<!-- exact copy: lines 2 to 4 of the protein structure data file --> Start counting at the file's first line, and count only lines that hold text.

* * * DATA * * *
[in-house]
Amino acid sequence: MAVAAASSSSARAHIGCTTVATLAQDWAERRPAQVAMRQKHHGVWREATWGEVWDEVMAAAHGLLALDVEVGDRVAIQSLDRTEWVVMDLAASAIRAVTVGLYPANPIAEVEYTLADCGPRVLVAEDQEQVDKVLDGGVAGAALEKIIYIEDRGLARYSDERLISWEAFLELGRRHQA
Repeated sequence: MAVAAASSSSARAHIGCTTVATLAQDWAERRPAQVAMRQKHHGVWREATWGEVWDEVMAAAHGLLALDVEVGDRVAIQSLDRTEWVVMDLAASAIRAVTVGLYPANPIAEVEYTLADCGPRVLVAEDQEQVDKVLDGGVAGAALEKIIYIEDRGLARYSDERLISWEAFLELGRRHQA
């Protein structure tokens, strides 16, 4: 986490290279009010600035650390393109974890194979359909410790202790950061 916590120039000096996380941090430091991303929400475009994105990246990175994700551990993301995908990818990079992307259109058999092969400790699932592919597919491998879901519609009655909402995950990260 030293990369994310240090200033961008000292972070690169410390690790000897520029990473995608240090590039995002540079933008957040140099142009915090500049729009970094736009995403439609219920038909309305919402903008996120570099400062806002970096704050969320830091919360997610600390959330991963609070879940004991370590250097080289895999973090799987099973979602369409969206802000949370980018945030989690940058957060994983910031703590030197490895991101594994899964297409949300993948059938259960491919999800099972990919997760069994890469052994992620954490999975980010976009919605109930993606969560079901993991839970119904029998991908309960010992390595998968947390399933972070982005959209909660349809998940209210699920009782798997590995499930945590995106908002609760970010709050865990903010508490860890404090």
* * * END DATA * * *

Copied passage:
Amino acid sequence: MAVAAASSSSARAHIGCTTVATLAQDWAERRPAQVAMRQKHHGVWREATWGEVWDEVMAAAHGLLALDVEVGDRVAIQSLDRTEWVVMDLAASAIRAVTVGLYPANPIAEVEYTLADCGPRVLVAEDQEQVDKVLDGGVAGAALEKIIYIEDRGLARYSDERLISWEAFLELGRRHQA
Repeated sequence: MAVAAASSSSARAHIGCTTVATLAQDWAERRPAQVAMRQKHHGVWREATWGEVWDEVMAAAHGLLALDVEVGDRVAIQSLDRTEWVVMDLAASAIRAVTVGLYPANPIAEVEYTLADCGPRVLVAEDQEQVDKVLDGGVAGAALEKIIYIEDRGLARYSDERLISWEAFLELGRRHQA
């Protein structure tokens, strides 16, 4: 986490290279009010600035650390393109974890194979359909410790202790950061 916590120039000096996380941090430091991303929400475009994105990246990175994700551990993301995908990818990079992307259109058999092969400790699932592919597919491998879901519609009655909402995950990260 030293990369994310240090200033961008000292972070690169410390690790000897520029990473995608240090590039995002540079933008957040140099142009915090500049729009970094736009995403439609219920038909309305919402903008996120570099400062806002970096704050969320830091919360997610600390959330991963609070879940004991370590250097080289895999973090799987099973979602369409969206802000949370980018945030989690940058957060994983910031703590030197490895991101594994899964297409949300993948059938259960491919999800099972990919997760069994890469052994992620954490999975980010976009919605109930993606969560079901993991839970119904029998991908309960010992390595998968947390399933972070982005959209909660349809998940209210699920009782798997590995499930945590995106908002609760970010709050865990903010508490860890404090």